Since July, IAG has experienced an overall levelling off of bookings. Initially, BA reported that the UK’s government’s decision to introduce quarantine for previously safe countries did not dent consumer confidence. However, as more and more countries got taken off the safe list at short notice, people are beginning to give up making bookings due to all the last-minute changes. Short-haul bookings have now fallen slightly. Having recently had a trip to Portugal cancelled, I can understand why people are finding it hard to summon enthusiasm about travelling.
As anticipated, IAG has seen a delayed recovery of long-haul booking activity, impacted by the continued existence of travel restrictions to many long-haul destinations, including North and South America. Long-haul bookings have seen a modest increase since mid-August. Where travel markets have reopened without border restrictions and quarantine requirements IAG has been encouraged by the level of pent-up demand that exists for air travel. This has always been my thought, that when we are allowed to travel to destinations seen as safe, there will be demand for travel. However, until countries have a simple system of testing to allow entry, people will be put off by all the travel restrictions. Alex Cruz was one of many travel CEOs that wrote to the government demanding they introduce a testing system for travellers immediately to ensure the survival of the travel industry.
As a result of the impact of current travel restrictions and quarantine requirements on booking activity,, IAG expects that for July to September, capacity is expected
to decline by 78% compared to 2019. For the last three months of the year, capacity is expected to decline by 60% compared to 2019 and compared to 46% in the their previous predictions. The company is more upbeat about 2021 where capacity is expected to decline by 27% compared to 2019. However, the group still believes that it will take until at least 2023 for passenger demand to recover to 2019 levels.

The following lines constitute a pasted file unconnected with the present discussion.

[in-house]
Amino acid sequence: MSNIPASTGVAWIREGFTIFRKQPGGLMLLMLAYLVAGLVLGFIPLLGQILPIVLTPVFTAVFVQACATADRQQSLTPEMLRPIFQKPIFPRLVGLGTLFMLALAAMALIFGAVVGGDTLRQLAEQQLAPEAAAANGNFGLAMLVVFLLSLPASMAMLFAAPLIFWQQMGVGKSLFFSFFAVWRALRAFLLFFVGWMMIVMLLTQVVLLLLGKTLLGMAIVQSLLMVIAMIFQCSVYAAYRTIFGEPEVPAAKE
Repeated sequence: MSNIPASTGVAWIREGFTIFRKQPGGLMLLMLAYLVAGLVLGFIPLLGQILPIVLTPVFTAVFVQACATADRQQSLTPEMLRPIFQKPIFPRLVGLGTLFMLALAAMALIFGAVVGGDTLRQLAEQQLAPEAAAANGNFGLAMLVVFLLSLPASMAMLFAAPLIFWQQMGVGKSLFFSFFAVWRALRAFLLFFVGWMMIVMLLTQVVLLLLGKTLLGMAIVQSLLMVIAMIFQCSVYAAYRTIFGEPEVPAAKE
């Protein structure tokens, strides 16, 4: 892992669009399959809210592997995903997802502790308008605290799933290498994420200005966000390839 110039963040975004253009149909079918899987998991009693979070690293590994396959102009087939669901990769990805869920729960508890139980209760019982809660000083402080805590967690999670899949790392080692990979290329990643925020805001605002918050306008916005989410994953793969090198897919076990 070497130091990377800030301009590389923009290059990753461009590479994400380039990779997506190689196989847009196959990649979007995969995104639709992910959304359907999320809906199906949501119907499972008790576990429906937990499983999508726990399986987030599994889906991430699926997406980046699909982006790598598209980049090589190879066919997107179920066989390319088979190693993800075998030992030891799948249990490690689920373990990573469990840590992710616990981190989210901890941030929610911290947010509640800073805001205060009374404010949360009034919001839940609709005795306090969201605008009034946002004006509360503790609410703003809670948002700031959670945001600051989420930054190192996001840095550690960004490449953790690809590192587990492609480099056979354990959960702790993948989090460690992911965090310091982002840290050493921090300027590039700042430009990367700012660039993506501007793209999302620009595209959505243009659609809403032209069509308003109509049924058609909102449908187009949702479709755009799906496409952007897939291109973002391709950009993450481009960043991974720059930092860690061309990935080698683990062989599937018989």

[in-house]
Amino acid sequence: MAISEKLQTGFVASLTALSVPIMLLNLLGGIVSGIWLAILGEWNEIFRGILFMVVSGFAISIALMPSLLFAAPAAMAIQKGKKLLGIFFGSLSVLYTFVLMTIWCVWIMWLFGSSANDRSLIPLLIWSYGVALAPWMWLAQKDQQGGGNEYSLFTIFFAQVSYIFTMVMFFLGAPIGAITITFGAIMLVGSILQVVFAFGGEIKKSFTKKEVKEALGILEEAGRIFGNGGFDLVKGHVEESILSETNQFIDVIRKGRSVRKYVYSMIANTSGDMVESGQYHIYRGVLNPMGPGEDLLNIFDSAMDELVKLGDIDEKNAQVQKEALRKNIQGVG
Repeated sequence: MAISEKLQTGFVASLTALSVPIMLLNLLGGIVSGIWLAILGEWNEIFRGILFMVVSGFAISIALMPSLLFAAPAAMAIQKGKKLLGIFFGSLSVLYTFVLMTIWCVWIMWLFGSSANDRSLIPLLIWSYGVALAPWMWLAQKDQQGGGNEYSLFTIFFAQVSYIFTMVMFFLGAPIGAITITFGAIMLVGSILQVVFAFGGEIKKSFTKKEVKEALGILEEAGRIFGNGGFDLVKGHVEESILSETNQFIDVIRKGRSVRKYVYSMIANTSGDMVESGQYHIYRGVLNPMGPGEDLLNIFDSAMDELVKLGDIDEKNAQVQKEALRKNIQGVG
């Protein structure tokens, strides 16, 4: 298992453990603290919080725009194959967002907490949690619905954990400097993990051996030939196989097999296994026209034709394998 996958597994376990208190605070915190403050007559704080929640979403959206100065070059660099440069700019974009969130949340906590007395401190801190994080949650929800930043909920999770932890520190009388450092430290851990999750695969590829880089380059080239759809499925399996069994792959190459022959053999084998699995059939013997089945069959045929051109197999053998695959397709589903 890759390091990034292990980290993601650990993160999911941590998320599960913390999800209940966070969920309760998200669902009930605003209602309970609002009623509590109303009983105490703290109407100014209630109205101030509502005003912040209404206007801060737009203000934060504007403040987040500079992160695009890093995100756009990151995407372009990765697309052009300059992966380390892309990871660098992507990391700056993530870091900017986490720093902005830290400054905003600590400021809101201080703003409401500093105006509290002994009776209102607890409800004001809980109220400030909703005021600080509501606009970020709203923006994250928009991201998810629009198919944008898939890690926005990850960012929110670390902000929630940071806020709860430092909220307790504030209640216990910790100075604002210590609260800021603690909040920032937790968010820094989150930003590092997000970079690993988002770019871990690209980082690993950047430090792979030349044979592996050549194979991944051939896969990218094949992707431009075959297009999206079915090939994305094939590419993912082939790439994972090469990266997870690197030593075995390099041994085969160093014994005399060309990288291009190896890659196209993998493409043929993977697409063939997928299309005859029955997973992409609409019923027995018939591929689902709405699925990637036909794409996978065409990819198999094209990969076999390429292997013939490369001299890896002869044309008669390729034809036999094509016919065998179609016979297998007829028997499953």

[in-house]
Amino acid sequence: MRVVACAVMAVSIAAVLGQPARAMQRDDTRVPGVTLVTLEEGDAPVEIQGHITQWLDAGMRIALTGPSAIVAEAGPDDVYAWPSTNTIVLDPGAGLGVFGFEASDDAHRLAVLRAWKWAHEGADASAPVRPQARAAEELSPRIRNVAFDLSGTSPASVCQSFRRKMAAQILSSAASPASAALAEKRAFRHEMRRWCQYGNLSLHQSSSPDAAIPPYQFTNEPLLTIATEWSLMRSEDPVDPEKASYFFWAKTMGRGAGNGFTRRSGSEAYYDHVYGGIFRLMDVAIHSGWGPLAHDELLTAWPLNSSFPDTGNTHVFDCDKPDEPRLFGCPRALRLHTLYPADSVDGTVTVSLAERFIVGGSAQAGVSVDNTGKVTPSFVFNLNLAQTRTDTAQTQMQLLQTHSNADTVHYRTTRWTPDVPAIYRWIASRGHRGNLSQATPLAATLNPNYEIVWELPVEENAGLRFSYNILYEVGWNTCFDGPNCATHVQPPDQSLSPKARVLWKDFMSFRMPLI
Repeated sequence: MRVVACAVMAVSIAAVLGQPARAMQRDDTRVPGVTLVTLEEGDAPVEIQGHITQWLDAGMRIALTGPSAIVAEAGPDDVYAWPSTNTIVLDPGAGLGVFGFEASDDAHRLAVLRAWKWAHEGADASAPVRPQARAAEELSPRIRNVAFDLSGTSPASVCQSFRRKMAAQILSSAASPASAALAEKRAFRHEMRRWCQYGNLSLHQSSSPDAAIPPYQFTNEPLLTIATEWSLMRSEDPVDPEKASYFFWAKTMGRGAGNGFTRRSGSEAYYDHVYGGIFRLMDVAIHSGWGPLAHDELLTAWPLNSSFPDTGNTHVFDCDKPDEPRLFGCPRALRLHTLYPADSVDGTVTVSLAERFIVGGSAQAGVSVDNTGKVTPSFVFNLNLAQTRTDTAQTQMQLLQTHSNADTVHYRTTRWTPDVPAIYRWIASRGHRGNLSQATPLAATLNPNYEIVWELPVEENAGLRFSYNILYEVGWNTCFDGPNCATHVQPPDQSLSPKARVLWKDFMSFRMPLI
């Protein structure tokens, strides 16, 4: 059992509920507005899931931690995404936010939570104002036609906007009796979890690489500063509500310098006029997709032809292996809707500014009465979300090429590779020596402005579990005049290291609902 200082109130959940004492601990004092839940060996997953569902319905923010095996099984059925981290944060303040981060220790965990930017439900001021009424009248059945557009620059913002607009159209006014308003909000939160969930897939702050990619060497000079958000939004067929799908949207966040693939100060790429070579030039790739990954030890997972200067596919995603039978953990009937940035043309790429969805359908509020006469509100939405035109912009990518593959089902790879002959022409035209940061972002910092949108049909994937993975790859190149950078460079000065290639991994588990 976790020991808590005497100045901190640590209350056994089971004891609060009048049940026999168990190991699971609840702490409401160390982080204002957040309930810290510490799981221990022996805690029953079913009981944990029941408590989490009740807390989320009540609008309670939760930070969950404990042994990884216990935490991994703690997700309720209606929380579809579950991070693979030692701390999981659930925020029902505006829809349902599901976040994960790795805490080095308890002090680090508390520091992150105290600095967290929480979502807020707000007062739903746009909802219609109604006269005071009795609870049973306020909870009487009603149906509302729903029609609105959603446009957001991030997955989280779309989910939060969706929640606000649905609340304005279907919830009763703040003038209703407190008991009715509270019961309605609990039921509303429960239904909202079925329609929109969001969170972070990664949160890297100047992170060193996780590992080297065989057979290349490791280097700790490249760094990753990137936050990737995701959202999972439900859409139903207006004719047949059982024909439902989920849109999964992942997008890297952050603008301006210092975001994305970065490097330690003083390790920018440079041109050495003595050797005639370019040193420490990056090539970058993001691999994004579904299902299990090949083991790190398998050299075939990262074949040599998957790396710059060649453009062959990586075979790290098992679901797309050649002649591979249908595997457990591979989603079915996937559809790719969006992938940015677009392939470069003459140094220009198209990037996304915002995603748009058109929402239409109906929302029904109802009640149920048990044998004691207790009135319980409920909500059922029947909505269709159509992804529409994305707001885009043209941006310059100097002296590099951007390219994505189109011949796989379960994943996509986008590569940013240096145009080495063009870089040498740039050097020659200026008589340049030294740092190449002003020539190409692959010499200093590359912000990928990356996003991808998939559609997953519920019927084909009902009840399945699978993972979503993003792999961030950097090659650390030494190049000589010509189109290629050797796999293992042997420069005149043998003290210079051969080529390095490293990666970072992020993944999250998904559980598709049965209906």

British Airways is in the process of reducing headcount by up to 13,000. By the end of August, the headcount was reduced by 8,236 due to employees leaving the business and mostly as a result of voluntary redundancy. It has concluded agreements with its pilots, engineers and Heathrow customer service staff. In regard to cabin crew, agreement in principle has been reached with Unite and a ballot is expected to start shortly. It is expected that no cabin crew will be made involuntarily redundant at Heathrow and London City as enough people requested to take it voluntarily.
Other consultation discussions continue, including with Heathrow ground handling services and cargo operations staff, UK Contact Centre employees and Gatwick based cabin crew.
Financially. IAG looks OK in the short to medium term. As of 31 August 2020, the IAG Group had total liquidity of €7.6 billion, comprised of €5.8 billion of cash, cash equivalents and interest-bearing deposits plus €1.8 billion of undrawn and committed general and aircraft facilities. Cash at the end of August included an approximate £750 million payment from American Express, a significant part of which was a pre-purchase of Avios points.